The University of New Mexico is scrambling to come up with $20 million after the governor reminded the school that all employees should be getting a 4 percent pay hike. The school was planning on a lot less.
At the regents’ meeting, they were supposed to discuss a small tuition hike to cover a budget shortfall, but UNM officials said they were blindsided by the governor’s mandate and they’re now trying to work it out.
At the Board of Regents’ budget meeting for the fiscal year starting in July, it wasn’t the most optimistic.
“We’re continuing to struggle with the budget,” said Interim Provost Richard Wood.
The university blames its budget shortfall on state cuts since the recession, and on a steady decline in enrollment and slumping revenue from athletics. However, administrators said their biggest challenge is coming from the governor’s office.
“And what the new thing is we’ve learned that the governor is really wanting to provide a four percent compensation increase,” said Wood.
The regents received a letter from the Governor’s Higher Education Secretary, ordering the 4 percent pay raises, conceding coming up with the money will be a challenge for UNM.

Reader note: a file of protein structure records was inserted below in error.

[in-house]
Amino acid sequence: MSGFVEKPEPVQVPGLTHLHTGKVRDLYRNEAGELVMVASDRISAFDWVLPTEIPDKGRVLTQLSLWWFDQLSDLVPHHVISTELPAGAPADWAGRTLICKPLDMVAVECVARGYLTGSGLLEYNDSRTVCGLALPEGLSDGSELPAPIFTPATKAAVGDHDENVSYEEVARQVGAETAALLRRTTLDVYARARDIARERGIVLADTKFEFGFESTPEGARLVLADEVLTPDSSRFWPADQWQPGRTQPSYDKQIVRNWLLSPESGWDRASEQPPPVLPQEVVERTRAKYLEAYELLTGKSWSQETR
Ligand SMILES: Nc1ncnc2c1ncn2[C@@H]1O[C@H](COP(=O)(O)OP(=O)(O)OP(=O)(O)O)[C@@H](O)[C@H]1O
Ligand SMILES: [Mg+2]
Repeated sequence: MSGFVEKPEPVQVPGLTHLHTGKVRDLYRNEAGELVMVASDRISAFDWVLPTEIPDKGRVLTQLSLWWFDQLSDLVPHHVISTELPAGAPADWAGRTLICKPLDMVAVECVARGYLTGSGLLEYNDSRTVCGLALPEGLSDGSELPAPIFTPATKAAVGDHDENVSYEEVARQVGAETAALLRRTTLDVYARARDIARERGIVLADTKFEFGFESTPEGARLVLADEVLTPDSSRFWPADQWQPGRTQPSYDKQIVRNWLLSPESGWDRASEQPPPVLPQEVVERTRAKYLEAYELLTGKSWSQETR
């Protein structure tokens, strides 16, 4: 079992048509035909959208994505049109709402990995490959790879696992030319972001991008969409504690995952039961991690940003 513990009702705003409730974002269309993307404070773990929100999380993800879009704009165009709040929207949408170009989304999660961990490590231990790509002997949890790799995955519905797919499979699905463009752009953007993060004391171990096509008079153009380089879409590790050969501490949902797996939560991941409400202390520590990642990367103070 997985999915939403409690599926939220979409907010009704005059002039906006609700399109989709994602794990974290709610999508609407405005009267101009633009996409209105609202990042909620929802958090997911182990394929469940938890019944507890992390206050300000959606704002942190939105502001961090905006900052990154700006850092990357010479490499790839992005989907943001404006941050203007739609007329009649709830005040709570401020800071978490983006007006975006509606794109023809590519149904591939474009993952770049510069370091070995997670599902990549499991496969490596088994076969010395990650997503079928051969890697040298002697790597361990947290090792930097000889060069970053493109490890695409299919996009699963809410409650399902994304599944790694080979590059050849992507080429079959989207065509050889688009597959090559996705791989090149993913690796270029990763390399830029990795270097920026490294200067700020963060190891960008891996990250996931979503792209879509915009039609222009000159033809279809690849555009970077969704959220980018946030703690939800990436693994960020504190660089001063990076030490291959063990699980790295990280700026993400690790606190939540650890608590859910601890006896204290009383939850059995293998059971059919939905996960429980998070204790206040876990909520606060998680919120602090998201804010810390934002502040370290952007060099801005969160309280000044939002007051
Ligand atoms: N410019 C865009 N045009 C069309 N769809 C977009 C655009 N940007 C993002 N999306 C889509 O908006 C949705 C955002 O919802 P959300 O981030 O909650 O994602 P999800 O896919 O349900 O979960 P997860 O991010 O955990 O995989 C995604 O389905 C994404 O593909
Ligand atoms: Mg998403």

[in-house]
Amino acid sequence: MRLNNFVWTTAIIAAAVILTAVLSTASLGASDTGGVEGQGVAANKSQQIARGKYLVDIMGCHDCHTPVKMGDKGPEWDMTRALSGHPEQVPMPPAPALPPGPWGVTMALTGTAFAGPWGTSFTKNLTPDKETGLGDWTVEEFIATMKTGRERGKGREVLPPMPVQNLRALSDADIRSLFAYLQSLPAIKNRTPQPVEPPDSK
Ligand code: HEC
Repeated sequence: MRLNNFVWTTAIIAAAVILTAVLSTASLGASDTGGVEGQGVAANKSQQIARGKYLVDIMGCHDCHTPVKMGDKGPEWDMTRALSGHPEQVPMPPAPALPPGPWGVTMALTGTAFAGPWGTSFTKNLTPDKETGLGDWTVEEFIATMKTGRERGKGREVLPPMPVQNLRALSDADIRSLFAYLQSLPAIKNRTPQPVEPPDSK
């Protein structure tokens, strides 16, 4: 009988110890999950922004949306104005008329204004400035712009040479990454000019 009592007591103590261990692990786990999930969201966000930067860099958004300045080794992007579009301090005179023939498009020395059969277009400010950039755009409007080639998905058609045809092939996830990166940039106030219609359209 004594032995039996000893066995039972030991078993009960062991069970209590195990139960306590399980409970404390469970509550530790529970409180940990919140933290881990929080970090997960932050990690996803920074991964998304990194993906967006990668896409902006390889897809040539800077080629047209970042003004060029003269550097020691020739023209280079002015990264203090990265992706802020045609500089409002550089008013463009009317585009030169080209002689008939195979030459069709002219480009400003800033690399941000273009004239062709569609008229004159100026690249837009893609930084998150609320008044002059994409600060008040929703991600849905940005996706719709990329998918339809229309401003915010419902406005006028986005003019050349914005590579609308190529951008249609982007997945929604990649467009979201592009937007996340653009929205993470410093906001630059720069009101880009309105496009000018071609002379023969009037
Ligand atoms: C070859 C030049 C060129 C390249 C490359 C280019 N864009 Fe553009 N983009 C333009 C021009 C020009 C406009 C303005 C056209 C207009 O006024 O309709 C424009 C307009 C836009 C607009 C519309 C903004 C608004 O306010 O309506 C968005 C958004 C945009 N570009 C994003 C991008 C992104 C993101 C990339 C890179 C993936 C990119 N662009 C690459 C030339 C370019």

“We clearly have some budgetary issues to deal with in regards to compensation,” said UNM President Garnett Stokes.
University officials said that 4 percent increase for faculty and staff would put them in the hole about $20 million, and to reach that goal it could come with severe cuts or drastic tuition hikes.
“A one percent tuition increase only raises $770,000,” said Stokes.
Administrators now have to re-visit the idea of a 6 percent tuition increase, which would cost full-time undergrads about $400 more a year. As you can imagine, that’s a very unpopular idea with students.
“It’s pretty upsetting hearing that tuition could be raised more,” said UNM student Hannah Warren.
KRQE News 13 is told the regents could have another meeting in the next few days to come up with a plan.
The governor’s office said the state will look into UNM’s claim that it’s $20 million short to cover the pay raises.